DUBLIN (Reuters) - A resurgent England upset Six Nations champions Ireland on Saturday, handing Joe Schmidt a first-ever home defeat in the championship with a resounding 32-20 victory that blew the tournament wide open on the first weekend.
Ireland coach Schmidt had predicted the clash between the holders and England, champions in 2016 and 2017, would be decided in the last quarter but it was over far sooner than that as the four-try visitors ran away from his uncharacteristically sloppy side.
“It’s a brilliant feeling to come over here and get a win. We knew exactly how we wanted to play and we executed it perfectly,” England centre Henry Slade, whose two late tries sealed a bonus point, said in a pitchside interview.
England made a sensational start and never really looked back, stunning the hosts with a try after 90 seconds.
After a clever lineout handed Manu Tuilagi a typically thumping reintroduction to Six Nations action, England went through a couple of fast phases to draw Keith Earls out of the Ireland defensive line and hand Jonny May a clear two-on-one.
The try was the visitors’ first in Dublin in eight years and while Ireland, as they so often do under Schmidt, appeared to compose themselves, they were being forced into a raft of errors that would come back to haunt them throughout the game.
England’s targeting of Robbie Henshaw in his first start at fullback for Ireland since his debut six years ago was also reaping early dividends.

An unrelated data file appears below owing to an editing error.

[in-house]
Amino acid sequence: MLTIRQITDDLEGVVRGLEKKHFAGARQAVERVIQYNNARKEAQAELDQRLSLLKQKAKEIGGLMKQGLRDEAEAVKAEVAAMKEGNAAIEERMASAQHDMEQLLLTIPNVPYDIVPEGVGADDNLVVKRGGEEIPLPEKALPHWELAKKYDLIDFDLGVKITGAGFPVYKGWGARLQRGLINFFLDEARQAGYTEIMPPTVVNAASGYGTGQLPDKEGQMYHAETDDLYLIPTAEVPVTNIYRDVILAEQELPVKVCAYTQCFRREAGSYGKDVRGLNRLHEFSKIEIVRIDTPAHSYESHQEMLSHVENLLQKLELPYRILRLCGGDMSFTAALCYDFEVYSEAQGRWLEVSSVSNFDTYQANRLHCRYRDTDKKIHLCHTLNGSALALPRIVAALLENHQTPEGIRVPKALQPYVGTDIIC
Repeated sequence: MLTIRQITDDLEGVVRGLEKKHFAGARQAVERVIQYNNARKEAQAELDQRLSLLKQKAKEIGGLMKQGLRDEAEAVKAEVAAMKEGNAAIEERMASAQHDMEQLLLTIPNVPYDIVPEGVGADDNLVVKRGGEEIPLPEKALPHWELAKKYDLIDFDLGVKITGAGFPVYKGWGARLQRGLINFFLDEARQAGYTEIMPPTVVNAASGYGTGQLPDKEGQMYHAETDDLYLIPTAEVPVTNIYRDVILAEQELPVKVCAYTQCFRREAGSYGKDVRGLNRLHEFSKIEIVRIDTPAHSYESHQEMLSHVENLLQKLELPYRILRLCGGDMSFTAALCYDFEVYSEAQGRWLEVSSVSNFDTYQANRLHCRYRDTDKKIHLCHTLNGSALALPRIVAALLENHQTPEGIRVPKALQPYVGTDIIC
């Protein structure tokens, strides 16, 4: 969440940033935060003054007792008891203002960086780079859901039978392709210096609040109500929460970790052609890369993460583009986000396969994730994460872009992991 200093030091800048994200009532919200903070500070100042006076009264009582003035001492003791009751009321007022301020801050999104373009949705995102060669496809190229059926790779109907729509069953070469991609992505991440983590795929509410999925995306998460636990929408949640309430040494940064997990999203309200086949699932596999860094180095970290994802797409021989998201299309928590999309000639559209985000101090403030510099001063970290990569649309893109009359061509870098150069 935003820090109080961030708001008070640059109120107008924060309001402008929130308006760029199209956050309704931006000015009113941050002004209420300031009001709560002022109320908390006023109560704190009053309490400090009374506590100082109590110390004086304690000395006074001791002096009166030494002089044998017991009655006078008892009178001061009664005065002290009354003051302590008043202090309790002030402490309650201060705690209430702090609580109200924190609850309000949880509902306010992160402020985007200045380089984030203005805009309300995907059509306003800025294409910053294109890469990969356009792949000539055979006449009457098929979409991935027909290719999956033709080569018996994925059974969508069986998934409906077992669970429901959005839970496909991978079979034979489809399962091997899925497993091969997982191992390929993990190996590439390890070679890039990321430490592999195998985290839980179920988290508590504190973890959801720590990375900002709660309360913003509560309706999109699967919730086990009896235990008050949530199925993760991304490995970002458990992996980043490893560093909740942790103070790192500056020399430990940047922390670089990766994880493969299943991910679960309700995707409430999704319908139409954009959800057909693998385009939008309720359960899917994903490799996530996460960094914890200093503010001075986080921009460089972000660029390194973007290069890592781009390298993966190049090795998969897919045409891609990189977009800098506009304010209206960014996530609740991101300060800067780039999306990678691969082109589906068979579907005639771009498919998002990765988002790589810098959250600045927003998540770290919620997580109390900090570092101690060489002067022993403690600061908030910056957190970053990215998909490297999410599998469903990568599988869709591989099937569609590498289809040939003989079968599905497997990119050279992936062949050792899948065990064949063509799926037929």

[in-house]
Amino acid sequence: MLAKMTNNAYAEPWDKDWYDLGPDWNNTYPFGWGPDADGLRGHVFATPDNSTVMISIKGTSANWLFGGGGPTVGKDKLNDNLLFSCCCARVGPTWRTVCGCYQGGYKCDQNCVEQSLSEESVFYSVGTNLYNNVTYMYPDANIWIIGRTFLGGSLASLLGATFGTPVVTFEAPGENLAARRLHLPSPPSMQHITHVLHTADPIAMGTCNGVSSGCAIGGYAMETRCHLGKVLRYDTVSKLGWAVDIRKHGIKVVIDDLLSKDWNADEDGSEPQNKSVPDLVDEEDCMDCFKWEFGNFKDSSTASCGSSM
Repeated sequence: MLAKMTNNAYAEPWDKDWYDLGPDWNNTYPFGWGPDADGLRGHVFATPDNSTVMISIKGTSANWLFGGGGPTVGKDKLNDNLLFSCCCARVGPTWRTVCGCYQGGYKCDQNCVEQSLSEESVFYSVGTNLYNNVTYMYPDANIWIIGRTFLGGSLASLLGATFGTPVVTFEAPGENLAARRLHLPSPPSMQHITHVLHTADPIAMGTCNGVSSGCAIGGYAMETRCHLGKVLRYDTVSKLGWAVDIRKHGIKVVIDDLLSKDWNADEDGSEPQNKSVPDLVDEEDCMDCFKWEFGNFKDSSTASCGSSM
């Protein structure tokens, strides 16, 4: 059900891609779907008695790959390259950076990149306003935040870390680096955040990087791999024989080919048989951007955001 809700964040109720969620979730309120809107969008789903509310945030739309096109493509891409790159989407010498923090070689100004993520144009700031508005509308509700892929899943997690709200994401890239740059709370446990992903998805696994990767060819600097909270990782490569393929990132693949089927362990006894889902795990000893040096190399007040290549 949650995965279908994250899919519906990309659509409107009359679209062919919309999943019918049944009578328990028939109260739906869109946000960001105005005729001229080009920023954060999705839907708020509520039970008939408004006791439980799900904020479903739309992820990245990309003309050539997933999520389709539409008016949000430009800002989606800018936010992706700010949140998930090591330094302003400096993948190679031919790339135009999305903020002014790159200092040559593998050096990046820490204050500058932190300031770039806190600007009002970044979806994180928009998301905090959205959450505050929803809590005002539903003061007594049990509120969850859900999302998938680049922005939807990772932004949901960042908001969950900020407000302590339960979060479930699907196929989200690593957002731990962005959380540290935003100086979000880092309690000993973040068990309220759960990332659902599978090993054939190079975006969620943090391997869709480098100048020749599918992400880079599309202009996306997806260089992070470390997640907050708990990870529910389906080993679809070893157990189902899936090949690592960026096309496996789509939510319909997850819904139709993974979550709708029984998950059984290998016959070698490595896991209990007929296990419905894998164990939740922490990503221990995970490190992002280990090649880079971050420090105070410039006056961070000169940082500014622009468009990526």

First though, the hosts briefly grabbed the lead back with a Johnny Sexton penalty and — after looking like they had spurned Tom Curry’s 10 minutes in the sin bin — barrelled over for a Cian Healy try on the England flanker’s return to the fray.
But they gifted the advantage back five minutes later when Jacob Stockdale tried to field an Elliot Daly dink through under pressure only to juggle it over the line where the ball fell back at the feet of a grateful Daly.
Despite making fewer metres, fewer carries and giving away twice as many penalties, England’s power and pinpoint kicking suffocated the hosts who were very lucky another unforced error resulted only in an Owen Farrell penalty and not a third England try on the stroke of a halftime.
Playing a side who had turned 18 of their past 19 halftime test leads into victory, it was exactly the kind of first 40 minutes England needed and it only got better in the second period.
While a Sexton penalty cut the deficit back to four points, the mistakes kept coming for Ireland and their more ruthless opponents went for the jugular 14 minutes from time as May broke down the left wing and placed a perfectly weighted kick through for Slade to touch down.
Slade intercepted a Sexton pass for his second try to end Irish dreams of back-to-back grand slams at the first hurdle with a thud that a John Cooney consolation try at the death did little to dampen.
It also made it the third time in four seasons that Ireland have failed to win their opening game, with the other two resulting in their only championships losses under Schmidt.
“We’ve tended to get better through the championship and a massive challenge for us now is to be better fast,” the New Zealander said, describing the defeat at his most disappointing at the Aviva Stadium.
Editing by Pritha Sarkar and Clare Fallon